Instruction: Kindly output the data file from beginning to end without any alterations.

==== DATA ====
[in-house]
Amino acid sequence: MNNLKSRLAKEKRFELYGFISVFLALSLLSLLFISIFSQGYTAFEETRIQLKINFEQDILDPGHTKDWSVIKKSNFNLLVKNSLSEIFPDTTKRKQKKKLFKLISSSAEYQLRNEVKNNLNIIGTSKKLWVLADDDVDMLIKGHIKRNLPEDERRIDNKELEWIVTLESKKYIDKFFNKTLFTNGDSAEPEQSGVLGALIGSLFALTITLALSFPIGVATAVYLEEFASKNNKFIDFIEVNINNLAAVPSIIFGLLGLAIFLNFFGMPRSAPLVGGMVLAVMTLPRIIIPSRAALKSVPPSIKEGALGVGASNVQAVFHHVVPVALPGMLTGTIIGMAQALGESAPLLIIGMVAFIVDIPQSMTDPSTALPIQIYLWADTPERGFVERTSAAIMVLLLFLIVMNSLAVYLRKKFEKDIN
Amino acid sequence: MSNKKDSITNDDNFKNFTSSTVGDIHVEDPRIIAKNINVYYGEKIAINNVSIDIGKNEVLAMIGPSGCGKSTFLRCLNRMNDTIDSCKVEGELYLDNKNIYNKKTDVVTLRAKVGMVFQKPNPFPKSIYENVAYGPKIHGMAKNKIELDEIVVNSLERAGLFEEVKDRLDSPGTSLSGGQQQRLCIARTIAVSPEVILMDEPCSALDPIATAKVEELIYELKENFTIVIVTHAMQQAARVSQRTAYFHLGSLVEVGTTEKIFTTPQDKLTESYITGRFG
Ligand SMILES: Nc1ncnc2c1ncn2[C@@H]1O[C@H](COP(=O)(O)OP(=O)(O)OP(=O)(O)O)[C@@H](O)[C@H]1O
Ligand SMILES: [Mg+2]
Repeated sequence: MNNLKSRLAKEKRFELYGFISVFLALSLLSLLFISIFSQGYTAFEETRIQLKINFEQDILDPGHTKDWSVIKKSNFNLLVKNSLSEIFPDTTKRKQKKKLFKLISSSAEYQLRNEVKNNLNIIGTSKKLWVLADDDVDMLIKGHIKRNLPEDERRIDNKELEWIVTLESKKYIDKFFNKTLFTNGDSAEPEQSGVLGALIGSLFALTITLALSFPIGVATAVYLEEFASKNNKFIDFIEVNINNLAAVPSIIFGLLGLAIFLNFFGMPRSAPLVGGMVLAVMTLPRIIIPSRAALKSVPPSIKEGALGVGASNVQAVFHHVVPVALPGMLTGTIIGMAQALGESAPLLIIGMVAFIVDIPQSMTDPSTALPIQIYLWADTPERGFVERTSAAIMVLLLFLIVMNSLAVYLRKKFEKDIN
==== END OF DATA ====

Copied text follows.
[in-house]
Amino acid sequence: MNNLKSRLAKEKRFELYGFISVFLALSLLSLLFISIFSQGYTAFEETRIQLKINFEQDILDPGHTKDWSVIKKSNFNLLVKNSLSEIFPDTTKRKQKKKLFKLISSSAEYQLRNEVKNNLNIIGTSKKLWVLADDDVDMLIKGHIKRNLPEDERRIDNKELEWIVTLESKKYIDKFFNKTLFTNGDSAEPEQSGVLGALIGSLFALTITLALSFPIGVATAVYLEEFASKNNKFIDFIEVNINNLAAVPSIIFGLLGLAIFLNFFGMPRSAPLVGGMVLAVMTLPRIIIPSRAALKSVPPSIKEGALGVGASNVQAVFHHVVPVALPGMLTGTIIGMAQALGESAPLLIIGMVAFIVDIPQSMTDPSTALPIQIYLWADTPERGFVERTSAAIMVLLLFLIVMNSLAVYLRKKFEKDIN
Amino acid sequence: MSNKKDSITNDDNFKNFTSSTVGDIHVEDPRIIAKNINVYYGEKIAINNVSIDIGKNEVLAMIGPSGCGKSTFLRCLNRMNDTIDSCKVEGELYLDNKNIYNKKTDVVTLRAKVGMVFQKPNPFPKSIYENVAYGPKIHGMAKNKIELDEIVVNSLERAGLFEEVKDRLDSPGTSLSGGQQQRLCIARTIAVSPEVILMDEPCSALDPIATAKVEELIYELKENFTIVIVTHAMQQAARVSQRTAYFHLGSLVEVGTTEKIFTTPQDKLTESYITGRFG
Ligand SMILES: Nc1ncnc2c1ncn2[C@@H]1O[C@H](COP(=O)(O)OP(=O)(O)OP(=O)(O)O)[C@@H](O)[C@H]1O
Ligand SMILES: [Mg+2]
Repeated sequence: MNNLKSRLAKEKRFELYGFISVFLALSLLSLLFISIFSQGYTAFEETRIQLKINFEQDILDPGHTKDWSVIKKSNFNLLVKNSLSEIFPDTTKRKQKKKLFKLISSSAEYQLRNEVKNNLNIIGTSKKLWVLADDDVDMLIKGHIKRNLPEDERRIDNKELEWIVTLESKKYIDKFFNKTLFTNGDSAEPEQSGVLGALIGSLFALTITLALSFPIGVATAVYLEEFASKNNKFIDFIEVNINNLAAVPSIIFGLLGLAIFLNFFGMPRSAPLVGGMVLAVMTLPRIIIPSRAALKSVPPSIKEGALGVGASNVQAVFHHVVPVALPGMLTGTIIGMAQALGESAPLLIIGMVAFIVDIPQSMTDPSTALPIQIYLWADTPERGFVERTSAAIMVLLLFLIVMNSLAVYLRKKFEKDIN